The Earthen Floor Epic, Part I

In a catch-up post from 2016, I promised you’d get to see Mia laying the base layer for our upstairs earthen floor. Well here it is:


If you’re wondering what these nut bars are up to laying a mud floor in their new house [the building inspector certainly was], rest assured that we are only at the rough base layer stage right now but here’s what we are hoping for when we get to the final, tinted earthen floor layers later this summer:

These fine floors are the work of Sukita Reay Crimmel, author of New Society’s Earthen Floors. I had the pleasure of giving her a lift through the mountains and desert of New Mexico in 2015 and bending her ear about earthen floors. She tried to get out of the car but we were driving at 70 miles per hour.

However, I wish I’d have listen more closely to her words about testing as we had a few problems with our initial ground floor sub-floor mix that we later sorted out once I revisited her book. But rather than me blathering on about it in words, you can watch me blather on about it here and how it went oh so wrong and then oh so right.

When we get to the final floors this coming summer, I’ll give you much more detail about how they are laid, the huge benefits, the challenges and how they are finished.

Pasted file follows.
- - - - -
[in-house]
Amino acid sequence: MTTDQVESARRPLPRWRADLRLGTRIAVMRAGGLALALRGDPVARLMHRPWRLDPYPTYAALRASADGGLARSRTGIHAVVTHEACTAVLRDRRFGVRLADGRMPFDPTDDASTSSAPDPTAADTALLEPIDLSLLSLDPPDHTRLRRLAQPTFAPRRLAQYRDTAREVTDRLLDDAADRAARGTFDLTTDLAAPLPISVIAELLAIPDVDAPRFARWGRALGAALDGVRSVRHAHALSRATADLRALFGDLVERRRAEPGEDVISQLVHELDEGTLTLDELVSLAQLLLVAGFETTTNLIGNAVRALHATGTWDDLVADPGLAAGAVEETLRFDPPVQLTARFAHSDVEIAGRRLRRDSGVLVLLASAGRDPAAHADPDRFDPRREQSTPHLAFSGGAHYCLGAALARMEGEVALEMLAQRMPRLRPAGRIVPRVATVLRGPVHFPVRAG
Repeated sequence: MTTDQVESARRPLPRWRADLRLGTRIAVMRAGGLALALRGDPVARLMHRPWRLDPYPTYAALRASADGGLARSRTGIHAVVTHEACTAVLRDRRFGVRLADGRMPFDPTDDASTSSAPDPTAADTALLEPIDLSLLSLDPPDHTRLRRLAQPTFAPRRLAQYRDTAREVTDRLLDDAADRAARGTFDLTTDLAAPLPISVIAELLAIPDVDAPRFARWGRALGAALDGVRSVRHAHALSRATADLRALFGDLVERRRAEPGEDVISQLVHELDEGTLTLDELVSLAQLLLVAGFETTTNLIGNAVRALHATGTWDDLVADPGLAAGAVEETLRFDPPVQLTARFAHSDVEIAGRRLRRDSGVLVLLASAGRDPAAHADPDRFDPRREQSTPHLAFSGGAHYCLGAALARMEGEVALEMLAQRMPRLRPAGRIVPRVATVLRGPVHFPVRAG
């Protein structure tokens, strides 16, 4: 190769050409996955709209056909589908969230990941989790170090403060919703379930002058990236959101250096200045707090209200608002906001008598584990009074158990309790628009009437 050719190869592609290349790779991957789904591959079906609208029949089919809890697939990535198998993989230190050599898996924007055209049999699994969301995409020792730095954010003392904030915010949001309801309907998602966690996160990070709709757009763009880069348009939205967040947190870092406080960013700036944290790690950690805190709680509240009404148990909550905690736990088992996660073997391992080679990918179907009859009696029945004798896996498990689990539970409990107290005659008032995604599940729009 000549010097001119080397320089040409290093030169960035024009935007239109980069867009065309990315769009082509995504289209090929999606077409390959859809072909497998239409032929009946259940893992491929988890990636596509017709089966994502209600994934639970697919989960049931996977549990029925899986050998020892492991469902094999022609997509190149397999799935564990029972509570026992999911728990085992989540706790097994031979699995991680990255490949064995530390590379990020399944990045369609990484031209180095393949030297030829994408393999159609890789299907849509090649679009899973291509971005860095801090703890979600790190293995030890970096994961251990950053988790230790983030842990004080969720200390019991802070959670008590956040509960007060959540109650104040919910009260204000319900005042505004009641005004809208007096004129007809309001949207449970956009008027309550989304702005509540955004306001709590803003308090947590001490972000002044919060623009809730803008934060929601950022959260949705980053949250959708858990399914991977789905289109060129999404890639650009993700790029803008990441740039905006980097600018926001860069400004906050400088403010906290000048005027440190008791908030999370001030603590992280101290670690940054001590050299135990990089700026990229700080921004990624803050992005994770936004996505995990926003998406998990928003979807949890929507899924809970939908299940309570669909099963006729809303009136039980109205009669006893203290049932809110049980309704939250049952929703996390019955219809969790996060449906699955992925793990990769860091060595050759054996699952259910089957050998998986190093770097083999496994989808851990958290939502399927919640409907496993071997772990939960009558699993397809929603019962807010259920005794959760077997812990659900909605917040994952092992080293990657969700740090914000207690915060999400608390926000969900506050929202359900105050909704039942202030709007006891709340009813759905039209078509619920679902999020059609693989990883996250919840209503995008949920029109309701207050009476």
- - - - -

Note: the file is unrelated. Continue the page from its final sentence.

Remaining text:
Until then, here are some fun photos of playing in the mud [and really sore knees].


Karen whacking straw for the cob


Karen, Grandma and Mia mixing cob


The mix that later cracked. Too thick, too much clay and not enough sand and fibre


Concrete pad and make-up air intake for the wood stove


Barley sprouting as the cob dries


Prepping height sticks for the main room base layer


Living room floor prepped and ready for the cob base layer


Bubble material to reduce the probability of cracking around the posts


Wood stove air in-take pipe goes under the floor and out through the wall.


Mia being swallowed by a massive pile of cob


Laying the base layer in the living room


You can’t keep John away from this stuff


Mia checking the elevation of her section of floor


John and Mia in the kitchen


The last bits of a seven hour continuous pour of the living room and kitchen cob sub-floor


Karen mixing a 20 bucket load of cob with the rototiller


Oh my


Moving material with the venerable Ford


Mia’s addition to her bedroom sub-floor


Karen and John laying the sub-floor in our upstairs project room


Oh yeah


Floor eye’s view